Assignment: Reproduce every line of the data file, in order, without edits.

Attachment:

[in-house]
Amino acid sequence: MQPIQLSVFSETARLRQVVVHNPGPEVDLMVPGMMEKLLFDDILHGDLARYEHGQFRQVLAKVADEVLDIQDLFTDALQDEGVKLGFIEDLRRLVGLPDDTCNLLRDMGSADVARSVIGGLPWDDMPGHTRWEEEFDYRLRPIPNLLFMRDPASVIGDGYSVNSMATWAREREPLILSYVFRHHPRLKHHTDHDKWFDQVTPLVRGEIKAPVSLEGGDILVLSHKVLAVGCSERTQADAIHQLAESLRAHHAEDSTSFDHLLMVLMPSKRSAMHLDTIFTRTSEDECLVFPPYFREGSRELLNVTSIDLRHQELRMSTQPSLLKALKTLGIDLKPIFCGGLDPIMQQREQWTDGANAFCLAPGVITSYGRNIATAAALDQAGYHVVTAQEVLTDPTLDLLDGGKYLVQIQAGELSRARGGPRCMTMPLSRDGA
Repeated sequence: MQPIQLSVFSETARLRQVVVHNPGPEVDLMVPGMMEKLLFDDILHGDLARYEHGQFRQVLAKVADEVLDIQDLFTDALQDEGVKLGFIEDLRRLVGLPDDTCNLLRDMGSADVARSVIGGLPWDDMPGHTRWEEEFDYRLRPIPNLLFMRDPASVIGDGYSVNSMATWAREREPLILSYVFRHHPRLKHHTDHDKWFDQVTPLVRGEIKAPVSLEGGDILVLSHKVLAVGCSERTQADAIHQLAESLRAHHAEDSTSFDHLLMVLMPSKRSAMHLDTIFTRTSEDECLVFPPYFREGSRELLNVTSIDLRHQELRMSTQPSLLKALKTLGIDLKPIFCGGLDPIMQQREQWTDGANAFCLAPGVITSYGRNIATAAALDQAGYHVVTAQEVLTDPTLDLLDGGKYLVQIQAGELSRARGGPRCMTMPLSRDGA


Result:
[in-house]
Amino acid sequence: MQPIQLSVFSETARLRQVVVHNPGPEVDLMVPGMMEKLLFDDILHGDLARYEHGQFRQVLAKVADEVLDIQDLFTDALQDEGVKLGFIEDLRRLVGLPDDTCNLLRDMGSADVARSVIGGLPWDDMPGHTRWEEEFDYRLRPIPNLLFMRDPASVIGDGYSVNSMATWAREREPLILSYVFRHHPRLKHHTDHDKWFDQVTPLVRGEIKAPVSLEGGDILVLSHKVLAVGCSERTQADAIHQLAESLRAHHAEDSTSFDHLLMVLMPSKRSAMHLDTIFTRTSEDECLVFPPYFREGSRELLNVTSIDLRHQELRMSTQPSLLKALKTLGIDLKPIFCGGLDPIMQQREQWTDGANAFCLAPGVITSYGRNIATAAALDQAGYHVVTAQEVLTDPTLDLLDGGKYLVQIQAGELSRARGGPRCMTMPLSRDGA
Repeated sequence: MQPIQLSVFSETARLRQVVVHNPGPEVDLMVPGMMEKLLFDDILHGDLARYEHGQFRQVLAKVADEVLDIQDLFTDALQDEGVKLGFIEDLRRLVGLPDDTCNLLRDMGSADVARSVIGGLPWDDMPGHTRWEEEFDYRLRPIPNLLFMRDPASVIGDGYSVNSMATWAREREPLILSYVFRHHPRLKHHTDHDKWFDQVTPLVRGEIKAPVSLEGGDILVLSHKVLAVGCSERTQADAIHQLAESLRAHHAEDSTSFDHLLMVLMPSKRSAMHLDTIFTRTSEDECLVFPPYFREGSRELLNVTSIDLRHQELRMSTQPSLLKALKTLGIDLKPIFCGGLDPIMQQREQWTDGANAFCLAPGVITSYGRNIATAAALDQAGYHVVTAQEVLTDPTLDLLDGGKYLVQIQAGELSRARGGPRCMTMPLSRDGA